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  Author  Subject: Re: A-Z Net dialup

Posted on 05-12-2003 07:03 p.m. ET  reply

Original Poster: Mark Krentel

> I just installed Mandrake 9.0. I'm trying to dialup to a-znet ( www.a-
> ) I went into kppp and filled in all the settings. It dials
> up fine, put I can't browse or ping anything except the ip kppp says
> is the 'remote computer' and myself. Anybody know what to do?

Well, I can offer the same advice that I always give when this
question is asked (see my responses on May 4 and March 11). Go behind
kppp's back and copy the ppp-on, ppp-off and ppp-on-dialer scripts
from /usr/share/doc/ppp-2.4.1/scripts to /etc/ppp, edit them for your
configuration, and then start and stop PPP with ppp-on and ppp-off.

If you can ping the remote end of the PPP connection but nothing else,
that suggests that you don't have a default route set. I don't know
the kppp way of doing this (since I don't use kppp), but the pppd
option is "defaultroute" (see man pppd). "netstat -rn" will show you
the routing tables which will tell you if that is indeed the problem.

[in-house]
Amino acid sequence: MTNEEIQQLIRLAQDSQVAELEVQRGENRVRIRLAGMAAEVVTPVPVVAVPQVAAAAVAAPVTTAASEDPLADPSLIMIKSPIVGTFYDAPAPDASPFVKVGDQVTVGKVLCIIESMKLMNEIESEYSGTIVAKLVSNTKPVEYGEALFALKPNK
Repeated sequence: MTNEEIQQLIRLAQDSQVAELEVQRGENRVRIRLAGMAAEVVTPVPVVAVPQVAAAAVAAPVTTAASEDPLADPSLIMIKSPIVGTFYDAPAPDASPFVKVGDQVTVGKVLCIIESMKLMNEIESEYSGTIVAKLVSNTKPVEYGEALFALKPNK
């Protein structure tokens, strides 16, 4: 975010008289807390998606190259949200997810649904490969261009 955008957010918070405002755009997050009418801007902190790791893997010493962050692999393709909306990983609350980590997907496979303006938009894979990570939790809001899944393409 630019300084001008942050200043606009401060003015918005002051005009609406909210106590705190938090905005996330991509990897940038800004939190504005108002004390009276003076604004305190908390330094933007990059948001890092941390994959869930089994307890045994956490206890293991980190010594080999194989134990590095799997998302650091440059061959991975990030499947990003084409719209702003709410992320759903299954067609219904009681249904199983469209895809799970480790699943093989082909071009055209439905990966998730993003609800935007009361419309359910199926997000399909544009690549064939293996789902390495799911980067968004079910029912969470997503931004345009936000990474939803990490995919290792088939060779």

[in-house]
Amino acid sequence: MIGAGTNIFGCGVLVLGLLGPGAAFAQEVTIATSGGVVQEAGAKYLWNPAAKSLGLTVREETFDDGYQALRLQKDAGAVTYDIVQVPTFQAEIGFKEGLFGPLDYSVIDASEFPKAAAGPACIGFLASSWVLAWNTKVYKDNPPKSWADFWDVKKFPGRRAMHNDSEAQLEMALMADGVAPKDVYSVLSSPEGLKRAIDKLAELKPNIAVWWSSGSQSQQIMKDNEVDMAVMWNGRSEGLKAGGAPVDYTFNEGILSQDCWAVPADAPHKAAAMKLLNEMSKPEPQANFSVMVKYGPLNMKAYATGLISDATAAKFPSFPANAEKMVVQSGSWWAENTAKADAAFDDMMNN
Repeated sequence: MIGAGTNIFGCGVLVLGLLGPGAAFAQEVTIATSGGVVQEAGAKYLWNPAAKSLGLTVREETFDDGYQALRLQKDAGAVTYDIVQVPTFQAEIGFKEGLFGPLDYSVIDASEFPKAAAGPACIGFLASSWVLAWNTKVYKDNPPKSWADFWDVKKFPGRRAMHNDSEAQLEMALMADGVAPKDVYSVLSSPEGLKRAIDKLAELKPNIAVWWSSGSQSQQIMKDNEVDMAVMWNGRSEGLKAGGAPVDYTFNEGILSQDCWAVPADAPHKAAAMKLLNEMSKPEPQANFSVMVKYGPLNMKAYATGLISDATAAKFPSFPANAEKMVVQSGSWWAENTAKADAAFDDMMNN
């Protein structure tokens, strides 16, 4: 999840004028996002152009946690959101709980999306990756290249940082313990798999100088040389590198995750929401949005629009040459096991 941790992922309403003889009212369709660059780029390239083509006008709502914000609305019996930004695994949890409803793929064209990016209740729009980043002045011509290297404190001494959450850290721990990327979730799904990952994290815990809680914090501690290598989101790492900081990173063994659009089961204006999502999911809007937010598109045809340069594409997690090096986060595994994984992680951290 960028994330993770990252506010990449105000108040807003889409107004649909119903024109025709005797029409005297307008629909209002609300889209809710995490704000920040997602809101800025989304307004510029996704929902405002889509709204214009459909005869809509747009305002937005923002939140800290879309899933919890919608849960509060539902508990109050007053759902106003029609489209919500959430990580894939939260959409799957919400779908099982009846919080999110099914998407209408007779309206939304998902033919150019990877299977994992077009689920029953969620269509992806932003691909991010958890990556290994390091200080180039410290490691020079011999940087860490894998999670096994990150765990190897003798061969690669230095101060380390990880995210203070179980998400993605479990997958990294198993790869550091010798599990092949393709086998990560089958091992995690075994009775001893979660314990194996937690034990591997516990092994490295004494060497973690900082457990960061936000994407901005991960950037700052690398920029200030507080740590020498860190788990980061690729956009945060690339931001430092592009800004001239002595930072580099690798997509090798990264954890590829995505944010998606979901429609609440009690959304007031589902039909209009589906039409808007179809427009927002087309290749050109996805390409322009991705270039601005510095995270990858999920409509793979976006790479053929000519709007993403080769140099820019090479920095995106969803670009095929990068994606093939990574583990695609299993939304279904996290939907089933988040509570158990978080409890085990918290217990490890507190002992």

> On another note, Linux is very slow on my machine. I have a K6-350
> with 192 ram, so I am used to sluggishness, but this is rediculous. It
> takes 7 minutes to boot as opposed to 1 to 2 minutes for win 98. App
> windows take like 10 seconds to display. Is this normal? Are there any
> common configuration mistakes that can cause this?

A 350 MHz CPU with 192 Meg RAM should be plenty fast. 7 minutes is
definitely longer than what I'd expect to boot. (But I never reboot
my machine, so how would I know? :-) The boot slowness suggests that
some network daemon is making DNS or other queries when it starts up
and they're timing out. Does the boot pause at a specific point, wait
for 2-5 minutes and then resume? If so, where in the boot sequence?
That would tell you what daemon it is. In Mandrake, you could use
"ntsysv" to turn off unnecessary daemons.

As for general sluggish, I'm not sure. Turning off the L2 cache would
do it, but that would affect every OS (if it's dual boot). When
you're in KDE (or other window manager), open an xterm and start
another simple X application like "xterm" or "xclock". It should come
up instantly. If not, then something is misconfigured, but it's not
immediately clear what. Try "top" to see if some stray process is
consuming 99% of the CPU.


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